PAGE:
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Size and complexity metrics as indicators of maintainability of business process execution language process models


Muketha, Geoffrey Muchiri (2011) Size and complexity metrics as indicators of maintainability of business process execution language process models. PhD thesis, Universiti Putra Malaysia.


One of the most popular process modeling languages is the Business Process Execution Language (BPEL). Despite the popularity, BPEL process models have an inherent complexity. This complexity keeps on increasing with age as a result of maintenance routines. Structural properties of BPEL process models such as size and complexity are claimed to influence maintainability factor of the process models. In the past, researchers have applied measurement to quantify the size and complexity of process models and thereafter utilized the measurement results to modify or to enhance the quality of the models. The problem with BPEL process measurement is that very few valid metrics exist that can beused for BPEL process models. Although several validation studies have been carried out, these were based on other language environments other than BPEL. To generalize the results of these studies to BPEL process models might be inaccurate, especially that BPEL has richer semantics than most other business process modeling languages. In addition, many of the existing validation studies did not focus on the external quality characteristic of maintainability, which makes it difficult to assess the value of the validated metrics as maintainability indicators for BPEL process models. To address this problem, this thesis proposes a suite of size and complexity metrics for measuring the structural properties of BPEL process models and then investigates whether these metrics can be useful indicators of the maintainability of BPEL process models. Theoretical validation studies based on Briand’s framework and Weyuker’s properties were conducted to find out whether the metrics were theoretically sound as required. Empirical studies by means of experimentations were also conducted to find out whether the metrics had any correlation with maintainability sub-characteristics of understandability and modifiability. Theoretical validation results indicate that the metrics satisfy the two theoretical frameworks at acceptable levels in their respective categories. Experimental results were also significant for all proposed metrics, which means that these metrics are highly correlated to maintainability subcharacteristics of understandability and modifiability. This shows that the proposed size and complexity metrics can be useful as indicators of the maintainability of BPEL process models.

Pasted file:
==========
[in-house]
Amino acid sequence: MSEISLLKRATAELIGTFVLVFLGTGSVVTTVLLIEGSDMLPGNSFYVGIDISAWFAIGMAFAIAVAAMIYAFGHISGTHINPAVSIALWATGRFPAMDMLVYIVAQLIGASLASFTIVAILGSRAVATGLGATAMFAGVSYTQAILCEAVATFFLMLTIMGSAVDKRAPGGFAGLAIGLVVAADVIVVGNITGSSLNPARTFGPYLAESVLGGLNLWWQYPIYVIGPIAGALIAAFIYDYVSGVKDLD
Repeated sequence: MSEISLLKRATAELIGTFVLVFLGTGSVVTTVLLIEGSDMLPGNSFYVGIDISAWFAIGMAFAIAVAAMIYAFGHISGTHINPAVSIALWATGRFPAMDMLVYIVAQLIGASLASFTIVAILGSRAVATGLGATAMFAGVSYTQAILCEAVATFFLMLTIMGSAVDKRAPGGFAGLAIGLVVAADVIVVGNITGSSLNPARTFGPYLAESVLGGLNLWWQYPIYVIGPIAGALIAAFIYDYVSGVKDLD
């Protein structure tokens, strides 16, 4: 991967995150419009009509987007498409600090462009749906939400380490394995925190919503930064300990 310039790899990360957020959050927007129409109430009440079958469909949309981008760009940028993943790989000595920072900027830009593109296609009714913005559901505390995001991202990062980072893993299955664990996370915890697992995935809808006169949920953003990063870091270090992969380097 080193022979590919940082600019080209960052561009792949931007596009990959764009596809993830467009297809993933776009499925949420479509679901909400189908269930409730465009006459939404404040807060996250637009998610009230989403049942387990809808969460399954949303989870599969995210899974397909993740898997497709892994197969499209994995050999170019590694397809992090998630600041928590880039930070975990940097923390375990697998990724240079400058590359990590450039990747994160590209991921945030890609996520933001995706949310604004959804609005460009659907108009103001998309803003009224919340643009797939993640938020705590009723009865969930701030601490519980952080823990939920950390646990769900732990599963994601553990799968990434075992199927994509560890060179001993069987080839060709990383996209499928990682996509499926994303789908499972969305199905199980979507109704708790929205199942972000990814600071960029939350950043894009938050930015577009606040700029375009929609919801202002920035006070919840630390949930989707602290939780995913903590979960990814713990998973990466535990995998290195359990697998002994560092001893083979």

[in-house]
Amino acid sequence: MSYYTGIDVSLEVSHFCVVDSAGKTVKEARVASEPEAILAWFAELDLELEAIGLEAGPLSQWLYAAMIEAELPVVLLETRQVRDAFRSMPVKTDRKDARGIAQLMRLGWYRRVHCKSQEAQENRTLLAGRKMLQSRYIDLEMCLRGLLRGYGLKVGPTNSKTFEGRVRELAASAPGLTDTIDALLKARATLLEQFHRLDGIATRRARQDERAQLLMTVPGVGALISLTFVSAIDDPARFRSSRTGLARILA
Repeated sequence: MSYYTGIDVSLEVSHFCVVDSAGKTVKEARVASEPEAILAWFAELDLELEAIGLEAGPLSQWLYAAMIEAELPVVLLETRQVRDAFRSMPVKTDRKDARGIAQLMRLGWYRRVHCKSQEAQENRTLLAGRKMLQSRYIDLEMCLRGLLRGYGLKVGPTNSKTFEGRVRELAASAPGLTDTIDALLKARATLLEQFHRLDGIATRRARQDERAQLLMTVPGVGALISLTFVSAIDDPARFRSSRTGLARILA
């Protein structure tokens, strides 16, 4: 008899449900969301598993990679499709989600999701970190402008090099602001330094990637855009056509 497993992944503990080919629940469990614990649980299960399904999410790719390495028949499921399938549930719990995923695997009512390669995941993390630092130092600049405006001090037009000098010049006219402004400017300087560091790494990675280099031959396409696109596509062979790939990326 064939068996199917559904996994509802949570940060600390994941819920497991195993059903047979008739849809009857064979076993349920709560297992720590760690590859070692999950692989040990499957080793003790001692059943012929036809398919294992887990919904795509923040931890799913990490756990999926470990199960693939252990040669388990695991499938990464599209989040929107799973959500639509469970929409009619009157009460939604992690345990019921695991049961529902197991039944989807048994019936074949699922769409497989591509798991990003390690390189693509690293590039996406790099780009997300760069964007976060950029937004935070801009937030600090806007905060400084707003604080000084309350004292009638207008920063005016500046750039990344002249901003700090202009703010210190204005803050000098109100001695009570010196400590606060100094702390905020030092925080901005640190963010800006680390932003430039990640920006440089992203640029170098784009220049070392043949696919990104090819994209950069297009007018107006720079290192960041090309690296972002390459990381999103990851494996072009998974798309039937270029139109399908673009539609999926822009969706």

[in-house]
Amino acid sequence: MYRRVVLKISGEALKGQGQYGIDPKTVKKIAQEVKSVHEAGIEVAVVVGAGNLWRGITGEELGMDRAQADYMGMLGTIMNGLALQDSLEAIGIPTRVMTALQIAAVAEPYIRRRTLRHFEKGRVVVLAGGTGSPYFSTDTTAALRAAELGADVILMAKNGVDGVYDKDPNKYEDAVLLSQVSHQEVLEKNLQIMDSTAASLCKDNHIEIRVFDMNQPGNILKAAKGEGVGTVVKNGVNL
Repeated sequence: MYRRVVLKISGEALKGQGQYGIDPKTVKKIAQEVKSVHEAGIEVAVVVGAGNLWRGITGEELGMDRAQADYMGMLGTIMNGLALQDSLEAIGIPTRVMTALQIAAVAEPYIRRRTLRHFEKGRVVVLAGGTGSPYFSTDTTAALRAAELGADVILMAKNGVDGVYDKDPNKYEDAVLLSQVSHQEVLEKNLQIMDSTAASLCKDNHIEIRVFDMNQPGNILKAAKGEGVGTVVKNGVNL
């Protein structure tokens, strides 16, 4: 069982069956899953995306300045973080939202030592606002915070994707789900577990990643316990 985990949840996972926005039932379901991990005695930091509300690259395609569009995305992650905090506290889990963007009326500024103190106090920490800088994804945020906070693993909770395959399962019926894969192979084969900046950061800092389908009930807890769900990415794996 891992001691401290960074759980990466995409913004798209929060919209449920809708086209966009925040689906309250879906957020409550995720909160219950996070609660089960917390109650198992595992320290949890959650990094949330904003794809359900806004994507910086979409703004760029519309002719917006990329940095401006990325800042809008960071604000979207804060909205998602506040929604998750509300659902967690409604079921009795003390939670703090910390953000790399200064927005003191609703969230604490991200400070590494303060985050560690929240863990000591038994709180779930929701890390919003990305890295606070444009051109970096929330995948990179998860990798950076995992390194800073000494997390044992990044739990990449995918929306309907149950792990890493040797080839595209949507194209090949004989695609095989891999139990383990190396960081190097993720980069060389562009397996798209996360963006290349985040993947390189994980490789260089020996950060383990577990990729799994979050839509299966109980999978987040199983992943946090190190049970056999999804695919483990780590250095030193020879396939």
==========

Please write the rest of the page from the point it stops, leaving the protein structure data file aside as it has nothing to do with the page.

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Additional Metadata

Item Type: Thesis (PhD)
Subject: BPEL (Computer program language)
Subject: Software measurement
Call Number: FSKTM 2011 33
Chairman Supervisor: Abdul Azim Abdul Ghani, PhD
Divisions: Faculty of Computer Science and Information Technology
Depositing User: Haridan Mohd Jais
Date Deposited: 08 Apr 2014 01:14
Last Modified: 08 Apr 2014 01:14
URI: http://psasir.upm.edu.my/id/eprint/27743
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